"free range"--let's get rid of this nonsense term

Sequimsquirrel

In the Brooder
May 31, 2020
5
25
29
Washington
I encourage you to watch super size me 2, its free on Youtube, talks about the factory farming of chickens. Free range doesn't mean what you think it means to the big chicken industry. If you want chickens that actually can get outside and not be stuck in small cages and wander around big fields all day long I suggest you buy eggs from other backyard chicken owners that you know and trust. for a product to be labeled as free range all the people have to do is allow the chicken to step foot outside the building, meaning you can fence off a section that is literally is one foot away from the opening to the building and its considered free range. There is no size requirements for a space to consider the chicken free range.
I completely agree with you about the "legal" definition of free range - it's SO misleading. However, in the Pacific Northwest we have Wilcox Farm - their pasture-raised eggs really are from hens whose mobile coop is out in the pasture every day. Just sayin' :D
 

StarChicken

Songster
11 Years
Feb 14, 2010
118
100
201
Benton, Arkansas
My chickens aren't free range by any stretch of the imagination. They're in a chicken pen with a chicken house in it. Otherwise, the raccoons, 'possums and foxes would have a feast!

However . . . My chickens have a "loafing shed" with perches to sleep on at night if they choose.

Further, every so often, I rake up the pine needles that fall in my driveway and put them in the pen for my chickens to forage in. They love to scratch around and find interesting things.

The other day, I brought a barrow full of pine needles in and dumped it in a large pile. One of my adult hens immediately jumped on top of it and started to scratch. Nah, I don't have to do much spreading. :)

The teenage chickens (11 pullets and 3 roos) are learning from the adult hens.

Sometimes I sit in my folding chair and just watch them. Better'n TV sometimes.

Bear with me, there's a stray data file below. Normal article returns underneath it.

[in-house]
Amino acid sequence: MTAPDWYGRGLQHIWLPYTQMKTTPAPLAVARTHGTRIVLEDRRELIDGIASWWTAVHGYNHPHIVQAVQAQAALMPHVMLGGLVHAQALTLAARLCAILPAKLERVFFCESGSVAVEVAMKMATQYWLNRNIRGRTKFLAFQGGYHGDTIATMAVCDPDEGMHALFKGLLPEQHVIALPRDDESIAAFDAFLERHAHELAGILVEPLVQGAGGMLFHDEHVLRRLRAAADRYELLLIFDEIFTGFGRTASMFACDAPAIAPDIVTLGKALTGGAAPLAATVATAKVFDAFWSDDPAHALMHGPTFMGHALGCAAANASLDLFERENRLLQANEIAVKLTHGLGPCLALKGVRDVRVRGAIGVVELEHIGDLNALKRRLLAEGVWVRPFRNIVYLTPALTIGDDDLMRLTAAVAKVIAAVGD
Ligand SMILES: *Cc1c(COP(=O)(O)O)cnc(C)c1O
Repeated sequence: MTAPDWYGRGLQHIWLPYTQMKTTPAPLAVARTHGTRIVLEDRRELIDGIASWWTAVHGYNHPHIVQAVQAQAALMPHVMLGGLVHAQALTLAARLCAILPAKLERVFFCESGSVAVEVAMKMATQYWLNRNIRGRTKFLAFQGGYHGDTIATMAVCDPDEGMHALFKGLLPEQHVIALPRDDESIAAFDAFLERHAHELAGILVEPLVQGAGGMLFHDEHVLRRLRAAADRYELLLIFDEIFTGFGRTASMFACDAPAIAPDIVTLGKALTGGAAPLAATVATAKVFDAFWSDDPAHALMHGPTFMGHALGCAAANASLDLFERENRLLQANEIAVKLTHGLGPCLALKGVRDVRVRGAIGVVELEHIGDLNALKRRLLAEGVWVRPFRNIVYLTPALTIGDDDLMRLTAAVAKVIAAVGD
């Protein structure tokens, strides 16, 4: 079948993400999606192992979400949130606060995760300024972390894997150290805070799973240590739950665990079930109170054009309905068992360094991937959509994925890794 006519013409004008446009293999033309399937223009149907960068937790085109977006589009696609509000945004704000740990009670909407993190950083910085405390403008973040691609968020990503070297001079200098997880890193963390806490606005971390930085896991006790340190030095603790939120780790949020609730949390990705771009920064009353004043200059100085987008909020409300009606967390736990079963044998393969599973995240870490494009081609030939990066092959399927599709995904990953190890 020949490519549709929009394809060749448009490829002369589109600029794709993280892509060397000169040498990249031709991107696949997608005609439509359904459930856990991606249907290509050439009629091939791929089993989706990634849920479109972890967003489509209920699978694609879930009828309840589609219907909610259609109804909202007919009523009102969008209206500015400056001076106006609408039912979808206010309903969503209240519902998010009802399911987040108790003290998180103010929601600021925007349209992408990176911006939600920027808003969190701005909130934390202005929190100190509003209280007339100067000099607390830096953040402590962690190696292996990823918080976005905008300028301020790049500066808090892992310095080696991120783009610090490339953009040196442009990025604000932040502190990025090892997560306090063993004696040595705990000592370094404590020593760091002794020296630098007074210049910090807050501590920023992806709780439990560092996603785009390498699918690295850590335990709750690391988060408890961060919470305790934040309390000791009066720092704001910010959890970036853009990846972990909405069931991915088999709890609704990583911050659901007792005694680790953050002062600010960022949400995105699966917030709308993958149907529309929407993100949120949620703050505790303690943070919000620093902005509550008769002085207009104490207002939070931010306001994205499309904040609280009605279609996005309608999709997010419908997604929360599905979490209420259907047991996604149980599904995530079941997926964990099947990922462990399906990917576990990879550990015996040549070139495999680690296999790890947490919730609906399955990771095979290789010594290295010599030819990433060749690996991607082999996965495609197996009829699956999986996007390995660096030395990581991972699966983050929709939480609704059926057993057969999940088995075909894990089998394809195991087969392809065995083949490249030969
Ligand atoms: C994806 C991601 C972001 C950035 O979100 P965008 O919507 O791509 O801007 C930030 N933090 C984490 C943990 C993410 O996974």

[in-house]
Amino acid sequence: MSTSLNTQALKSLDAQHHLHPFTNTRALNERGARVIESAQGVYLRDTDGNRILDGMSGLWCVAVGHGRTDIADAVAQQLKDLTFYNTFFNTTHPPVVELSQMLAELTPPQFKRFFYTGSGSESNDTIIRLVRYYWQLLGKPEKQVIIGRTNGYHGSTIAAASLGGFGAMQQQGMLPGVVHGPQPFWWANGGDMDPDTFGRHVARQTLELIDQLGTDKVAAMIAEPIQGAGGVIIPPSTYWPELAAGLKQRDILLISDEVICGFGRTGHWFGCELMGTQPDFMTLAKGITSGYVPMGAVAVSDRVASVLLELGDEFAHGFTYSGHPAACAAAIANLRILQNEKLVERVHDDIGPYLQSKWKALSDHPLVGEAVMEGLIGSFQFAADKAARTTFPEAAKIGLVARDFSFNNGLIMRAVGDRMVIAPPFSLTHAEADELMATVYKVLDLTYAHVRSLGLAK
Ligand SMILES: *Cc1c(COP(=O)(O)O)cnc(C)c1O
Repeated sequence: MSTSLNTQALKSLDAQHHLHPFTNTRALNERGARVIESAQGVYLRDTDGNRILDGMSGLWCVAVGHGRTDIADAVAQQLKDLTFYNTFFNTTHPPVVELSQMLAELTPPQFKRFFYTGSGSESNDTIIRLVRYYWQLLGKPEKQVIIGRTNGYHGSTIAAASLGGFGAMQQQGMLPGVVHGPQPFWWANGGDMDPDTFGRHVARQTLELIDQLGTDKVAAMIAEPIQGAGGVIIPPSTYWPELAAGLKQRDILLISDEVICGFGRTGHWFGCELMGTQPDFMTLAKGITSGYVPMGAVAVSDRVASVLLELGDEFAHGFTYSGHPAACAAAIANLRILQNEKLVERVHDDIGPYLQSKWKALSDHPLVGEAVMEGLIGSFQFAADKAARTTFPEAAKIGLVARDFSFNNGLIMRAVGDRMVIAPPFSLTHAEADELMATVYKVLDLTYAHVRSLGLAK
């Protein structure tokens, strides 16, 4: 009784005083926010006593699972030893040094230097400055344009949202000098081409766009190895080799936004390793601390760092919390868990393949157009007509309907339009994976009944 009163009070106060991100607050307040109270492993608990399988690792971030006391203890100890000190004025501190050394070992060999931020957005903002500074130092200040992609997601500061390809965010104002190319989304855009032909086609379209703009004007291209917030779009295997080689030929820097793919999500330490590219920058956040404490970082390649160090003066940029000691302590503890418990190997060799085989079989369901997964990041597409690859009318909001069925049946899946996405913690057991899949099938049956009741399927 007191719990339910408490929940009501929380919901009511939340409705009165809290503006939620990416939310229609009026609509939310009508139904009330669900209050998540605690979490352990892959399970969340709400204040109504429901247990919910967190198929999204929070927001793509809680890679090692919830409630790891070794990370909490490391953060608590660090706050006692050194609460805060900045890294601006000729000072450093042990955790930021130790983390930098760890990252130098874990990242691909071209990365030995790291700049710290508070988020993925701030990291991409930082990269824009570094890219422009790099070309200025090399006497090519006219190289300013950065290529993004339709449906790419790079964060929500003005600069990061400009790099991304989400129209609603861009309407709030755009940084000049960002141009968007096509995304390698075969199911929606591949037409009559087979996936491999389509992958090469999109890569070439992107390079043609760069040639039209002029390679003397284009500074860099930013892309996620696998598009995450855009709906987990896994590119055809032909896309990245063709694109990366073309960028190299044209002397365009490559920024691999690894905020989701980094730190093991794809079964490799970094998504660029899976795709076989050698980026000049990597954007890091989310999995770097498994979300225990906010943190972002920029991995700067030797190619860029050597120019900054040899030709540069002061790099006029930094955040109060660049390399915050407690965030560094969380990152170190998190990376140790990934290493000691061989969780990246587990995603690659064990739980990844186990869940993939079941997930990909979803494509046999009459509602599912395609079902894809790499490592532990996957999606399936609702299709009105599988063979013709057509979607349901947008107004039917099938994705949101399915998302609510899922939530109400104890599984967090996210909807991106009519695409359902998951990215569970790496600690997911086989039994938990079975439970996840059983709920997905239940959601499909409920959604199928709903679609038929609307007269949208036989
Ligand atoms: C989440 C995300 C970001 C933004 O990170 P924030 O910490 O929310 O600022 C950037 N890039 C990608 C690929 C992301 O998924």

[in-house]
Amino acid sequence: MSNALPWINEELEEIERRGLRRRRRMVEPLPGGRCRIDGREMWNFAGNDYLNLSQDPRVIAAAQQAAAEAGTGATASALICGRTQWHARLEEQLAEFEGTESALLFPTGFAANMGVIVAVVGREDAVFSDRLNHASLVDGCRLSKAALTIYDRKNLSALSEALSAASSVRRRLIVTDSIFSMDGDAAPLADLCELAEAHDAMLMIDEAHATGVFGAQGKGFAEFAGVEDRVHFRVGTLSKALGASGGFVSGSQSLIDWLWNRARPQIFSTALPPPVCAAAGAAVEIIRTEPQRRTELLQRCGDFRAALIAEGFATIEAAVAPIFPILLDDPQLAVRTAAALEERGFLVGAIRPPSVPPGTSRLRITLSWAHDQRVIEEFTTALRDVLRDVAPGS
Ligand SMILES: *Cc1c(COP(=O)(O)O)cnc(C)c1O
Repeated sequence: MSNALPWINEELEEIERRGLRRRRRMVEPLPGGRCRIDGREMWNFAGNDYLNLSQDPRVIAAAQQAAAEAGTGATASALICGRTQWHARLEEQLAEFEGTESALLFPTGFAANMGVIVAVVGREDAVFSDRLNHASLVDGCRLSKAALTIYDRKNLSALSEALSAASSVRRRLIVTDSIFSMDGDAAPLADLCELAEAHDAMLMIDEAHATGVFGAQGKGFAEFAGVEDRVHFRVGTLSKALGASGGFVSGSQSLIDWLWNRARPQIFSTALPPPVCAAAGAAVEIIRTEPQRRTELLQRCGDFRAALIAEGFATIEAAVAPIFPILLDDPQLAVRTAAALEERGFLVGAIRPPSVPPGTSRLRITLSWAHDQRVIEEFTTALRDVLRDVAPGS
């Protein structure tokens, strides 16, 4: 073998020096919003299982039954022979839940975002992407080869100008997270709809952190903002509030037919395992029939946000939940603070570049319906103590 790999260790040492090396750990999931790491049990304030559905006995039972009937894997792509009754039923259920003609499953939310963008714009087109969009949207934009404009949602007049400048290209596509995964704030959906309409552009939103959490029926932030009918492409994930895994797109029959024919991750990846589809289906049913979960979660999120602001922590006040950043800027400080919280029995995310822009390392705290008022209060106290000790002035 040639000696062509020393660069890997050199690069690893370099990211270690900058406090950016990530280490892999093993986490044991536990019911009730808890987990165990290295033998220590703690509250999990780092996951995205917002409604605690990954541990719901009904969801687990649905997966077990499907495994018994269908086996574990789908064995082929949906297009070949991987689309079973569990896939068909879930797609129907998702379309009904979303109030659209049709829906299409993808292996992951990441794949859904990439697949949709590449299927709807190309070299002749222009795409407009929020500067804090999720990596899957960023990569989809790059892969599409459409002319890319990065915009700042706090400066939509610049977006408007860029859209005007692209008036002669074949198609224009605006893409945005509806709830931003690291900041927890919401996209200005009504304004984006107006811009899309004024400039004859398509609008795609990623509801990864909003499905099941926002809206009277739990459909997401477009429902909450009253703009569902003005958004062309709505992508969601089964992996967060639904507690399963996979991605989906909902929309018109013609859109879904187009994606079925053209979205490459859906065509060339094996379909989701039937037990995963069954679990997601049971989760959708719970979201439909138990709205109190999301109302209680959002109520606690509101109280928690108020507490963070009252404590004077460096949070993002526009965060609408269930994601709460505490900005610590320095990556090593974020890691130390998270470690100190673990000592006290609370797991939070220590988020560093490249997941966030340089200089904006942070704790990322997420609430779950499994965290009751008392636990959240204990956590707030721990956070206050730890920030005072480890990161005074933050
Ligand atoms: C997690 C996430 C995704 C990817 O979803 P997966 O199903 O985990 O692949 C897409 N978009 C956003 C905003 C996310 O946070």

So, although my chickens aren't free range, they have all the benefits . . .
 

3KillerBs

Enabler
12 Years
Jul 10, 2009
10,518
26,884
1,066
North Carolina Sandhills
My Coop
My Coop
My chickens aren't free range by any stretch of the imagination. They're in a chicken pen with a chicken house in it. Otherwise, the raccoons, 'possums and foxes would have a feast!

However . . . My chickens have a "loafing shed" with perches to sleep on at night if they choose.

Further, every so often, I rake up the pine needles that fall in my driveway and put them in the pen for my chickens to forage in. They love to scratch around and find interesting things.

The other day, I brought a barrow full of pine needles in and dumped it in a large pile. One of my adult hens immediately jumped on top of it and started to scratch. Nah, I don't have to do much spreading. :)

The teenage chickens (11 pullets and 3 roos) are learning from the adult hens.

Sometimes I sit in my folding chair and just watch them. Better'n TV sometimes.

So, although my chickens aren't free range, they have all the benefits . . .

Mine got the same thing the other day -- 3 gorilla carts of mixed pine straw and leaves.
 

Parront

Crossing the Road
Jul 27, 2017
6,522
27,651
907
Prescott, AZ
"Freedom" has a nice sound to it. A nice marketing term. Do not know of many domesticated animals that get very much of any kind of "Free Range", when neighbors come over here to get some eggs, they can walk around and see my birds. They bring their little kids in strollers to see my ducks and chicks. I let them hold the baby ducklings & chicks. I just call them "Backyard" eggs. I have a waiting list for their eggs. One lady asked what I feed them. I told her, pellets from TSC, not organic or special. Right next to the food you feed your dog. She buys my eggs all the time.
 

Parront

Crossing the Road
Jul 27, 2017
6,522
27,651
907
Prescott, AZ
This is an interesting discussion. I had to go back and refresh my old memory to see what people have said. So I looked it up. @aart referred to this, but here is the official USDA definition.

Question: What is the difference between Free Range and Cage Free eggs?

Answer: